What is Behavioral Optometry?
A TV Interview of Behavioral Optometrist,
Dr. Juanita Collier

A Behavioral Optometrist (or Development Optometrist) specializes in behavioral optometry which is a specialty in the field of optometry that is concerned with how your eyes and visual system function and is interested in how your behavior affects vision or how your vision influences your behavior.

As a Behavioral Optometrist, Dr. Collier understands that your vision is a result of how you use your eyes and that your visual skills can be enhanced with vision therapy, including exercise and training. She can provide a program of training to improve your overall visual skills.

Of course, Dr. Collier can prescribe corrective lenses, but she will also ask questions about your visual difficulties at work, school and home, and she will explore how vision therapy and/or eye glasses may help improve your comfort and performance, while preventing future vision issues.
Transcript of TV interview on Better Connecticut show on December 10, 2012:

Kara: Welcome Juanita Collier.

You’re giving away those gorgeous sunglasses.

DJC: Yes.

Scot: You’re such a beautiful woman, first of all.

I’m going to come get my eyes checked out by you.

All: (laughs and giggles)

Kara: So, you’re doing something a lot of people aren’t doing which I
find fascinating, especially as a Mom with young kids.

It’s called behavioral optometry. And some of the behavioral issues
they’re having with their kids may be because of their eyes.

Tell me about that.

DJC: Okay. So, behavioral optometry examines what we do with
our vision, not just our 20/20 eyesight, which is what we usually
think about when we think about going to the eye doctor’s office.

So, when you think about reaction time, reading, sustaining
clear vision at reading, taking notes from the board, and catching
balls when you’re playing sports, all of those things are a function
of your visual system which has nothing to do with your 20/20
distance vision.

However, most children aren’t checked for near vision.

Kara: Right. They just do distance when you go to a pediatrician’s office.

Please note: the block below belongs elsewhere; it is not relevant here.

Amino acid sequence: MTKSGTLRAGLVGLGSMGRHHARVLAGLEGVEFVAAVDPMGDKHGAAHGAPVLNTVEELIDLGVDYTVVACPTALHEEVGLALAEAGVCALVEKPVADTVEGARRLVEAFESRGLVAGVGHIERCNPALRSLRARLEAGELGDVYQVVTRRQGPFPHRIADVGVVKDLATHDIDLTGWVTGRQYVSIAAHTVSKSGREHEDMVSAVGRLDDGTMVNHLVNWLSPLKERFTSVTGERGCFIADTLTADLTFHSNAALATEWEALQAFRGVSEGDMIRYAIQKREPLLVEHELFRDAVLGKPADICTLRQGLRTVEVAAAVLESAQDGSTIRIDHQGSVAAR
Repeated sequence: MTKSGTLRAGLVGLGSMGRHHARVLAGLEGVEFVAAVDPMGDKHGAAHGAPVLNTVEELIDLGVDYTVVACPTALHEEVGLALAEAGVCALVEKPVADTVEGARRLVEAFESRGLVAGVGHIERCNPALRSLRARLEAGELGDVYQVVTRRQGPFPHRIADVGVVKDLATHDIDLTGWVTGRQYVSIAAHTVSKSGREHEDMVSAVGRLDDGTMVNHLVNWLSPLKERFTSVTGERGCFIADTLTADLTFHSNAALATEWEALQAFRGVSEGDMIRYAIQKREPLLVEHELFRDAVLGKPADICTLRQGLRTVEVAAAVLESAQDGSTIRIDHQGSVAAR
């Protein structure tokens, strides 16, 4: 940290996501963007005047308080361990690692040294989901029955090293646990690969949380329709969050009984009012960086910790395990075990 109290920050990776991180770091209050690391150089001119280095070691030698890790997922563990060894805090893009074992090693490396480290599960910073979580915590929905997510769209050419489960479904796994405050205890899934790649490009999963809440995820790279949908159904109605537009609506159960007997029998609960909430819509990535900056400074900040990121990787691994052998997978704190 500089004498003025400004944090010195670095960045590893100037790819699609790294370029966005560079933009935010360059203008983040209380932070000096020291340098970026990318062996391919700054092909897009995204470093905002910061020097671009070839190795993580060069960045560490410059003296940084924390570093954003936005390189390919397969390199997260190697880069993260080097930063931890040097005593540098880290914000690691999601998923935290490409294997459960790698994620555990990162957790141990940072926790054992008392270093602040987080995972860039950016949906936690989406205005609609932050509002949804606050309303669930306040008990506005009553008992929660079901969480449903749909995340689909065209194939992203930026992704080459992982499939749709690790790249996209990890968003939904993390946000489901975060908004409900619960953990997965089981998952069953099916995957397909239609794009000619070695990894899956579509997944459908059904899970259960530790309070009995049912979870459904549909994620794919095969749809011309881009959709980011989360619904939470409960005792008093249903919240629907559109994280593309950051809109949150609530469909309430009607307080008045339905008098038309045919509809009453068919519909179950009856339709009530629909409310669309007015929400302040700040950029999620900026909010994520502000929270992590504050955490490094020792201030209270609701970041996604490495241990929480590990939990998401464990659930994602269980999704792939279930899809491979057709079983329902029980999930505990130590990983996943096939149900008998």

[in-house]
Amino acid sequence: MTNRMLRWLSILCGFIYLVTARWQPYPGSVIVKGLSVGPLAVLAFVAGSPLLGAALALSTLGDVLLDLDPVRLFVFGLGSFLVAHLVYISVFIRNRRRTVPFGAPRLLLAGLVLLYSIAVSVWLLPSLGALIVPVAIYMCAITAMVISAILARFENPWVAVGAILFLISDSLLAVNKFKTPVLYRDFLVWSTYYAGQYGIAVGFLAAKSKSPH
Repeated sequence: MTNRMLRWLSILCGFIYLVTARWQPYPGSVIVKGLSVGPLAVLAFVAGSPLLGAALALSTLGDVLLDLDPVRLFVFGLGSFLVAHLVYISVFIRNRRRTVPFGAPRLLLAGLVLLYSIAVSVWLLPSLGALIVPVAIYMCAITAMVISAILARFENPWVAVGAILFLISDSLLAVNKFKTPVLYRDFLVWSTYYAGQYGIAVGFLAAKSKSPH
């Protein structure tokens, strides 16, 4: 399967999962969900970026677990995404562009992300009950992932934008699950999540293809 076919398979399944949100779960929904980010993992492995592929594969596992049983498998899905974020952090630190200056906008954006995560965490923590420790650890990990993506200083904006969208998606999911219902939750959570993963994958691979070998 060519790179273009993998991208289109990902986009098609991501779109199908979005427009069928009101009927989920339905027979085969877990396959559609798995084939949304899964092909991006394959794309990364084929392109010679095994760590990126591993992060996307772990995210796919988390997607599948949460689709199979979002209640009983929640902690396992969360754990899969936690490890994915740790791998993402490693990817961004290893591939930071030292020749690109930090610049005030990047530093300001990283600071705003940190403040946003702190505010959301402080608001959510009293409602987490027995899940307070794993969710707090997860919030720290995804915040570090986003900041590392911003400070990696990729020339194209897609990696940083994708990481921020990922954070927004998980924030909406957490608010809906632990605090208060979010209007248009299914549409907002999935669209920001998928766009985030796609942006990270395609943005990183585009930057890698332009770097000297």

DJC: Exactly, and at most optometrists and ophthalmologists offices,
as well.

And at the schools, it’s only required to do distance vision.

Kara: What do you do, instead?

DJC: We do a bunch of near point testing. So, we check to see how
long they can sustain their near vision.

With a lot of children, what you’ll see, is that on the near card,
they can’t see 20/20. They see 20/60. So, when we’re asking
them to read a book, they can’t.

Scot: What is the earliest that you can diagnose a child with a vision problem?

Because I recently did a story about hearing. Before they leave the
hospital the kids get that test. And you can tell because the head
starts moving.

You can’t tell vision with a child for a while – to know if he can see
clearly or not.

DJC: Your first eye exam should be at 6 months.

Scot: 6 months!?

DJC: Yes.

Scot: Okay and what do you do in that..that eye exam? Again, I’m
fascinated by this.

Do you have them…like…they can’t read. So, what is it that they do?

DJC: Well, you can check their acuity, you can check their vision, you
can check what prescription they need, you can check how will they
follow something, if there’s an eye turn, if their eyes are working well
together.

Scot: Even at 6 months.

DJC: Yeah.

Scot: That’s fascinating.

Kara: Yeah, at the pediatrician’s they do these little tests.

This is, also, if you’re noticing you’re kids are goofing off in class.
Maybe, they’re not listening.

It could be you’re saying, part of their behavior problem, may be,
that they can’t read what they’re supposed to read, and they
don’t really know how to verbalize it.

And so it’s something you would discover in the type of
behavioral optometry you do.

DJC: Exactly.

Scot: You know…this is such a stupid question, doctor…but it’s not a
stupid question.

But, there are so many cats and dogs in the world, some of them
have to have bad vision, right?

DJC: (laugh)

Scot: I always think, “Do my cats have good vision or not.”

DJC: Well, dogs can lose their vision to diabetes and cataracts just like
we can. So…

Scot: Is that the weirdest thing ever?! I’m looking at my cat…

Kara: Don’t mind him. They’re his children. He’s just extrapolating.

DJC: (laugh)

Scot: Can we just walk in or do we need to make an appointment at
your place?

DJC: Yeah. You need to make an appointment because the behavioral
optometry exam is a little longer than the other one, because
it’s much more involved.

Scot: And this is..is this a specialty within the education?

DJC: Exactly. It’s a specialty of optometry because most of the research
on functional vision happens at optometric institutions.

Scot: Ok.

DJC: So, every optometrist has been exposed to behavioral optometry,
but not everyone can treat the issues.

Because behavioral optometry takes a lot of continuing education
and a lot of classes that we need to take.

Scot: And you have the most beautiful eyes ever. Do you have perfect
vision?

DJC: I do.

All: (laugh)

Scot: See, the doctor always has perfect vision.

I can’t see you from here. I can see you.

Kara: So, we can find you, if we want to get one of these tests, you can
see Dr. Juanita Collier.

Scot: Who did your nails?

All: (laugh)

Kara: All the things you thought you would be asked when you came
on the show, right?

DJC: I know. (laugh)

Scot: Come back. We’d love to have you.

Please note: In-office therapy under the direction of a behavioral optometrist using prisms, filters and lenses, as used with our patients, is far more effective than home-based therapy.